Photographic constructions, works in process, 1993-2019
Combined Portraits (2008-11)
In this first group shown on the website, I began to photograph individuals who were sharing significant relationships, but instead of presenting them as a pair (couple), I wanted to see how their facial features compared when combined. I wanted them to inhabit each other's bodies to the fullest extent. Couples originate primarily through physical attraction. I was interested to see if and how this mutually chosen bond played out visually. I also decided to combine myself with various individuals. Those are titled "Self Portrait with ..."
Works in process (2016-19)
I've started with some Combined Portraits and have laminated Japanese paper or muslin to the surface of the digital prints, with water color and ink applied to that surface. These bear the titles Sudarium, for an obvious reason.
Multiple section photographic print constructions with text (2006-2007)
In 2003, I began a transition into digital photography. This technology made it easier to combine text with image. It allowed me to gracefully deconstruct a photograph into sections, then enlarge, print and reconstruct these parts into a transformed whole. In most of the constructions, the sections alternate between B & W prints, and Color prints. Once I envisioned the process, it became a matter of learning how to successfully transition from a performance context that revealed itself over the course of time, to a static construction in which the viewer took on a more active role. It enabled me to present the viewer with multiple realities that shared the same image in the same moment.
In many of these photo based constructions, I used texts I had written in the 1970's as a source, especially My Darling Be Careful (Lovely Bodies), and Trifid Narrative. The short stories are often united with rural landscapes within an enveloping formal grid, and are spread out over the entire image, thus slowing down and distancing the viewer from the emotional impact of the text.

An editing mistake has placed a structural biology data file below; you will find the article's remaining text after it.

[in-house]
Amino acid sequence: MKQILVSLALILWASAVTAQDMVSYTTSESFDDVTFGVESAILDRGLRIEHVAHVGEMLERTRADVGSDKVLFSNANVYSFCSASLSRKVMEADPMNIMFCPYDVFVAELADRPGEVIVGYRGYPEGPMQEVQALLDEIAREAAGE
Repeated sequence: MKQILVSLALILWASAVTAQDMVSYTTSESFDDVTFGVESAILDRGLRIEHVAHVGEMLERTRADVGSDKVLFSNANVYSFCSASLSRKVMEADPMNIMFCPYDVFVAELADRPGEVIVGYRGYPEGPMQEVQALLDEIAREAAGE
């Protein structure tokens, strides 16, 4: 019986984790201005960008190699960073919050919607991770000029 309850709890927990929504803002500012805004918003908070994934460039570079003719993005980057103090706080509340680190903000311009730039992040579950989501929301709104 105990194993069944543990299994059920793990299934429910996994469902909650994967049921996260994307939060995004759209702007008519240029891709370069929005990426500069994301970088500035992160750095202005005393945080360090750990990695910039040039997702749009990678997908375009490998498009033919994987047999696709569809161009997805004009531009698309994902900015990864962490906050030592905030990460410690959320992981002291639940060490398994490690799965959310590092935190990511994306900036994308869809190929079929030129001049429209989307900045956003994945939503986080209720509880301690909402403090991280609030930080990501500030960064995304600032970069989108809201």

In this third group of photographic constructions, I carried two small point and shoot cameras of the same make, model, and lens, one loaded with Black and White film and the other with Color. Shooting free hand, I would photograph a landscape with one camera, then take the other one (I wore a fishing vest...) and relying on my eye and memory, try to duplicate the first shot. I would then take the negatives to two labs for development. After deciding what to have printed, I gave the same instructions to both labs. I used two full size black and white prints as the base, while trimming the color print in half, then trimming more depending on what it took to align each section of the color print to each of the black and white prints. The variations in each construction are a result of my eye, memory, the passage of time (the wind blows, clouds and branches move), and the lab's ability to follow instructions. Each construction is a diptych.
Dissonant Memory (1993-95)
In this fourth group of photographic constructions, the larger B&W print could be seen as a representation of the original event and time. The smaller sepia print might be construed as the memory of that event. The resulting combination of the two prints might represent the discordant relationship between the past and one's memory of it. In about half of the works, both prints are full frame, but the alignment of the smaller to the larger, and the difference between the sepia color and the B&W, show the inherent subjectivity and limitation with regard to the accuracy of memory.